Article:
When our sugar levels spike during a workout it can be super confusing and we are left not knowing what to do. Here are my tips on preventing sugar spikes and how to correct it!
Why do hyper’s hit mid-workout?
One of the main reasons a hyper hits mid-workout is due to adrenaline.
Your body secretes adrenaline to increase your heart rate and increase oxygen delivery to working muscles. Adrenaline also increases glucose release into the blood so you have plenty of energy to workout.
Normally, small amounts of insulin would be secreted from the pancreas to ensure glucose can be used as energy. Of course people living with type 1 diabetes cannot do this, so we must adjust our prep.
The aim of the game is to find trends during exercise, e.g. when you spike, when you drop and what helps you to stay in range.
Don’t panic if you get it wrong, sometimes we have to make mistakes to learn. I used to get it wrong all the time and it would result in me having to stop my workout.
Prepping to workout
There are so many factors to consider when prepping to workout, some to consider are:
- The type of exercise
- Insulin doses
- How much you slept on the previous night
- Recent alcohol consumption
- Stage of menstrual cycle
In order to get your prep right, you have to record and learn how certain factors impact your sugar levels. For example, if I sleep less than 7 hours the night before weight training, I can expect my sugar levels to spike. I have noticed this time and time again, therefore I know my workout prep requires more insulin.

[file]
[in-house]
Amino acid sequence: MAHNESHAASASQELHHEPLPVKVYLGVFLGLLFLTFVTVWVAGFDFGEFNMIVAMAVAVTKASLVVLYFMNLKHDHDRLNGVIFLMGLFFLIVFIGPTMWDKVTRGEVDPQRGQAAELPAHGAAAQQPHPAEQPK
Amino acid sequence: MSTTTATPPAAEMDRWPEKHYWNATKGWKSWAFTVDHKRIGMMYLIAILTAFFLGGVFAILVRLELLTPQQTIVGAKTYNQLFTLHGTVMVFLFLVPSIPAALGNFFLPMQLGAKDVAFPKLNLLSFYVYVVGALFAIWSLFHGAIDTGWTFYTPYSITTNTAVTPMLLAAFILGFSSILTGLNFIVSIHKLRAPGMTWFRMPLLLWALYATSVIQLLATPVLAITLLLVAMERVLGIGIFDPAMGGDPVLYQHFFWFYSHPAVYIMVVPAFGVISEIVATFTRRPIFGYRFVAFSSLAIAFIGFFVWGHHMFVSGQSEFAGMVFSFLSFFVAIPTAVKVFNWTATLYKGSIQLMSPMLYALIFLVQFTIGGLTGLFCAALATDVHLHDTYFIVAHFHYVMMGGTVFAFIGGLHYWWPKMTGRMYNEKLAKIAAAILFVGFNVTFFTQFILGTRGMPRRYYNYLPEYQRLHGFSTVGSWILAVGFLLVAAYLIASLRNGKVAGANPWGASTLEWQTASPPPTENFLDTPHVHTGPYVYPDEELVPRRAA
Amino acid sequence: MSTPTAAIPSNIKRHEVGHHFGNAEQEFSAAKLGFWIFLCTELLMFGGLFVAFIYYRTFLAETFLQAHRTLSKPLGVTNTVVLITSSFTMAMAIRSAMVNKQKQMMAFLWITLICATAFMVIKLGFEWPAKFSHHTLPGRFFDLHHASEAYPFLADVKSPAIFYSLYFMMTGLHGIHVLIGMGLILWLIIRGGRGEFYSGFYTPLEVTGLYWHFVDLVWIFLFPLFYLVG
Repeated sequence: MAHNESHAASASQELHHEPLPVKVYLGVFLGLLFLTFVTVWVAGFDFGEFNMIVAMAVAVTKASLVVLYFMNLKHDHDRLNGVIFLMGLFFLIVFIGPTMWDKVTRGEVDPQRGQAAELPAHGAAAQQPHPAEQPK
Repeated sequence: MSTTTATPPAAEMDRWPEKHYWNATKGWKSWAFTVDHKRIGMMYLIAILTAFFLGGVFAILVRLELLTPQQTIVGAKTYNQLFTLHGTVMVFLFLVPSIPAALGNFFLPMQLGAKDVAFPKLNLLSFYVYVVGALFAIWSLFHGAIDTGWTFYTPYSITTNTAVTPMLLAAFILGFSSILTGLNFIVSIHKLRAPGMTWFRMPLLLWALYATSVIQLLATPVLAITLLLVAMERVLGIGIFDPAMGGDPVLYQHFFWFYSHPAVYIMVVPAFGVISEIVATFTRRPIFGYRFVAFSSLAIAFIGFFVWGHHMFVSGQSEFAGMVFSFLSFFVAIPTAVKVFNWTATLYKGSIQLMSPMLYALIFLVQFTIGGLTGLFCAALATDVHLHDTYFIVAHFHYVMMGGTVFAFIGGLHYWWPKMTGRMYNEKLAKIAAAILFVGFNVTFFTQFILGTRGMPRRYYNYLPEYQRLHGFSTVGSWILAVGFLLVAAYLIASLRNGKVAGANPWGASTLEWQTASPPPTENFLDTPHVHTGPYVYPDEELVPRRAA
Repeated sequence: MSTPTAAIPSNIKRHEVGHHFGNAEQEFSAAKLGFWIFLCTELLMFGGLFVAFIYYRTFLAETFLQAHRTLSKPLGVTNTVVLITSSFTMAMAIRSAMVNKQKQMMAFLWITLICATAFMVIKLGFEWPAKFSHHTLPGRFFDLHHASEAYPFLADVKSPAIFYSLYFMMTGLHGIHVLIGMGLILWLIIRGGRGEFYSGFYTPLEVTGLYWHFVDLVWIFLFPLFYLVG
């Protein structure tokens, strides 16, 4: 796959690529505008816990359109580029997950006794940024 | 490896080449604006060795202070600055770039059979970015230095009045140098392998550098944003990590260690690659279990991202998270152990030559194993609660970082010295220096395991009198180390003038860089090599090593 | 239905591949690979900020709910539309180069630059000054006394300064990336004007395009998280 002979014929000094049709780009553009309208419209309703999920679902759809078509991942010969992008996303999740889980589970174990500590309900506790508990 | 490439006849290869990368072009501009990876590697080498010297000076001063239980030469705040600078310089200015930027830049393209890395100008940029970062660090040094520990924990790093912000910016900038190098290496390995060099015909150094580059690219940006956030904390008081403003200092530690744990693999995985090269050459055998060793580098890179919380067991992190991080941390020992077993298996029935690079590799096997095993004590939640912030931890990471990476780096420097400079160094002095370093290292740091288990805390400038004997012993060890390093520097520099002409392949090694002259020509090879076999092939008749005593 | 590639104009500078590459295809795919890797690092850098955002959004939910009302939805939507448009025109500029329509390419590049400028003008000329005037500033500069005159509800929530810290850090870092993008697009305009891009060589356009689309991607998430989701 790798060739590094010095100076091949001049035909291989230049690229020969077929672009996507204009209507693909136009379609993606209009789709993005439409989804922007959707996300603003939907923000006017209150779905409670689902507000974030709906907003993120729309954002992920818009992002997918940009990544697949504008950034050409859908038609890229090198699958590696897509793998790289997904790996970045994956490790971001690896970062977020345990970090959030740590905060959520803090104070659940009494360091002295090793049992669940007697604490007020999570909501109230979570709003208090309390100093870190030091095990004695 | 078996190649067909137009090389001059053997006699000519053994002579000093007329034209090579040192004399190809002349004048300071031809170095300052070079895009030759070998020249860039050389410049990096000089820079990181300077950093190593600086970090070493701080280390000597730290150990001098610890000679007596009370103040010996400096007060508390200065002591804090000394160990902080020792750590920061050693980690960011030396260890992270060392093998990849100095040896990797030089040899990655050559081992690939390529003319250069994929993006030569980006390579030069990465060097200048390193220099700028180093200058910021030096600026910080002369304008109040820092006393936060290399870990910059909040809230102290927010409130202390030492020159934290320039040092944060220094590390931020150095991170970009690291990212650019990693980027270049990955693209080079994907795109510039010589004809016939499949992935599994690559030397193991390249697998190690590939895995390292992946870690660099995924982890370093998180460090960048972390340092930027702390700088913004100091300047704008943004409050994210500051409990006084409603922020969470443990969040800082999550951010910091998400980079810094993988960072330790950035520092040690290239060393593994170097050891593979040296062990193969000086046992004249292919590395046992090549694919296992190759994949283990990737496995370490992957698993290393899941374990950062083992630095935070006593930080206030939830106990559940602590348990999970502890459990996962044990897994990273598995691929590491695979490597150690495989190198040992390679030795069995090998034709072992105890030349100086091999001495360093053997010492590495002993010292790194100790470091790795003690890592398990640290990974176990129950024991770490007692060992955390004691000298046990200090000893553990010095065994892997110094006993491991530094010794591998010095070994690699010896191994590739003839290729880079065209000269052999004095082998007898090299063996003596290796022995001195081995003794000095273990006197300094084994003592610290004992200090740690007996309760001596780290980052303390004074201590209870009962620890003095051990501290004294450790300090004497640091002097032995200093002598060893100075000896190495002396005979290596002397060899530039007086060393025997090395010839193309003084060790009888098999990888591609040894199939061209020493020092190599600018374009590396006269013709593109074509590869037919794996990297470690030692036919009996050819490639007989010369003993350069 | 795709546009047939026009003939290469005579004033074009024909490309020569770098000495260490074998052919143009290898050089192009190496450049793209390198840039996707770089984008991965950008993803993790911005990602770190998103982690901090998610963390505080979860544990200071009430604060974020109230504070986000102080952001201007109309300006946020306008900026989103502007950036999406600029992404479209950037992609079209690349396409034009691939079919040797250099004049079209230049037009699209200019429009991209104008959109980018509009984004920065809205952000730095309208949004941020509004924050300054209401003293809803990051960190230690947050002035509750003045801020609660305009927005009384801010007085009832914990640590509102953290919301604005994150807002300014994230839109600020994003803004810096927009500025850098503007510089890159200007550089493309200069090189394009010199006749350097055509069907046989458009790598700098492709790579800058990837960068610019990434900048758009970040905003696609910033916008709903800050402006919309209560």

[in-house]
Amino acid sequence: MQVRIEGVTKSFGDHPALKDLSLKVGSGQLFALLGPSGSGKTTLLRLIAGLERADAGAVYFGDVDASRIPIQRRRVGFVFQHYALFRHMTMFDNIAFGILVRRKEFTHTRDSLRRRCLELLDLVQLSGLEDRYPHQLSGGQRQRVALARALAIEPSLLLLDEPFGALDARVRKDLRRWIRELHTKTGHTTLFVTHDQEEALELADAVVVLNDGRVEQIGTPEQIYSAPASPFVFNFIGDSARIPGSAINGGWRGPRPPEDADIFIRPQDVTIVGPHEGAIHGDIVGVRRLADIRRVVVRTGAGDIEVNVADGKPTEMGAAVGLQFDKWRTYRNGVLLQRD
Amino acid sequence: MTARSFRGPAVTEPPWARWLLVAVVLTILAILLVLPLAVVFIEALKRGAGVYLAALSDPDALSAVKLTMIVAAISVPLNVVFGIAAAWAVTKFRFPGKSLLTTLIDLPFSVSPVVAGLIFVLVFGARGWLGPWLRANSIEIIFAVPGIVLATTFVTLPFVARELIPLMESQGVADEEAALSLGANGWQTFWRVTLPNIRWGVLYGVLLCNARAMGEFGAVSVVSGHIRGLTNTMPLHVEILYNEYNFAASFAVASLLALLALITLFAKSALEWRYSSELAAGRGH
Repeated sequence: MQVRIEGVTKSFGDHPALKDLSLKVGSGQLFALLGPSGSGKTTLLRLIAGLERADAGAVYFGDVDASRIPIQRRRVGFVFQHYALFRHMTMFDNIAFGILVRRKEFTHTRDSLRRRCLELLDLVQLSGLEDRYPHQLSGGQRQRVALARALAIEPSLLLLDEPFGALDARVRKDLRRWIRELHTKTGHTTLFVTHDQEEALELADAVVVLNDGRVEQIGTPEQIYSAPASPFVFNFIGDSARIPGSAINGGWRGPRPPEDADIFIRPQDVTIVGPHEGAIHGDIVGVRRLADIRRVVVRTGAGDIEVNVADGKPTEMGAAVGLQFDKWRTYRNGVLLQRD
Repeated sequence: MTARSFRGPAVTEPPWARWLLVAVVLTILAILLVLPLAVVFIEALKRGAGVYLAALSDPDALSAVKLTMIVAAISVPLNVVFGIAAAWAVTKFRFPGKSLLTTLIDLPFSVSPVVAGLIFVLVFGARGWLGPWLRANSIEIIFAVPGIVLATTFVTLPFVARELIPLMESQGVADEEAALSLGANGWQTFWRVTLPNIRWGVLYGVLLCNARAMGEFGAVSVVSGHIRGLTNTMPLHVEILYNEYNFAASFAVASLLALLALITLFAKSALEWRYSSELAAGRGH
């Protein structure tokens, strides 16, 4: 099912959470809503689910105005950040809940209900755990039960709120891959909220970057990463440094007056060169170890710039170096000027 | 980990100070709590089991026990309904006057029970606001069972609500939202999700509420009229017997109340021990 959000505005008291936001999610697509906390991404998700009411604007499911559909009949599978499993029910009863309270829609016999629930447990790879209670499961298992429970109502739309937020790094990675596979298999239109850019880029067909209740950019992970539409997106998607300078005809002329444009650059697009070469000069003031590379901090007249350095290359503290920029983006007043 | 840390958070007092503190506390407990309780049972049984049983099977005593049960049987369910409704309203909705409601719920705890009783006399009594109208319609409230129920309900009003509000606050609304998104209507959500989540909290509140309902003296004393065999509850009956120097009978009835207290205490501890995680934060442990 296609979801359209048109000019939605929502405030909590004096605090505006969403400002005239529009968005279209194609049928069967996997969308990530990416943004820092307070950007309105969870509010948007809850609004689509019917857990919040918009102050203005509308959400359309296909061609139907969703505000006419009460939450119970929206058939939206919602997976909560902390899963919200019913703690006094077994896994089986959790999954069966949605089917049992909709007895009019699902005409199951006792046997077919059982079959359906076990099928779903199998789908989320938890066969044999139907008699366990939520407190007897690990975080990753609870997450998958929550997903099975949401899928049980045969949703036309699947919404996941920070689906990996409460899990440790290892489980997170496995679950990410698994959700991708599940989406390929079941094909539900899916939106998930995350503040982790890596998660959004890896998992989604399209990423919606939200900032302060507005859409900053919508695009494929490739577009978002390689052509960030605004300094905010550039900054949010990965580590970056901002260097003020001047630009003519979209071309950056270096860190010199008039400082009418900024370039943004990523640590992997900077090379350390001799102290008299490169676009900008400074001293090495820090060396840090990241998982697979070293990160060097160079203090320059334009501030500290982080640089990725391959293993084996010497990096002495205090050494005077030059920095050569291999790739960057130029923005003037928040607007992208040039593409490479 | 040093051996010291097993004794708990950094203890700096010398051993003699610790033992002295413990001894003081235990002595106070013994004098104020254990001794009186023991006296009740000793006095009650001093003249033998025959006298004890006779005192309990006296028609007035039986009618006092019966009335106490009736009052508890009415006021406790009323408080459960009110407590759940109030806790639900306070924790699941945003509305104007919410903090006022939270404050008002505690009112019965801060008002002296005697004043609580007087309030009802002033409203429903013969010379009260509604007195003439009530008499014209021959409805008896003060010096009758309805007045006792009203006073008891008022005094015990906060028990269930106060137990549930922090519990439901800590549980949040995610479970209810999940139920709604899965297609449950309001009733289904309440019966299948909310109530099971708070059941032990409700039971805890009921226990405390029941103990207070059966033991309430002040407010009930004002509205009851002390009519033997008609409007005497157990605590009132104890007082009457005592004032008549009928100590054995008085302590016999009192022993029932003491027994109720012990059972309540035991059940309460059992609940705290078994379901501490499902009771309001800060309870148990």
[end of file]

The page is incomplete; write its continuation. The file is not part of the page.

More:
The menstrual cycle is a big factor for women to consider. Sugar levels tend to spike at certain stages, so it is a really good idea for women to track their sugar levels over a few months and apply what is noticed.
In summary, take a few weeks/months (as long as you need) to track how your sugar levels react to situations. You can then adjust your nutrition, training method and insulin dose to accommodate and keep your levels in range!
Correcting a hyper mid-workout
We need to be careful not to over correct here, the last thing we want is to drop into a hypo!
The type of workout I’m doing decides how I treat high sugars.
If I’m weight lifting I will inject a bigger correction dose (usually 1-2 units) and swap to cardio based exercise until my sugars come back down.
If I’m doing cardio and spike (this is pretty rare for me), I will inject a smaller dose (1/2- 1 unit) and continue with cardio.
When sugar levels spike above 13mmol/L I would recommend stopping your workout and continuing once your levels return to normal. This rarely happens to me, but if it does, I will calculate a correction dose and go for a slow walk. This is how I treat hyper’s normally.
If your sugar levels consistently spike while working out, you need to bring this up when you see your consultant. They will help you make a plan and can give you tips on how to calculate your insulin doses based on your sugar level data.
Thank you for reading how to handle a hyper mid-workout! I hope you found this useful, be sure to subscribe and follow me on Instagram!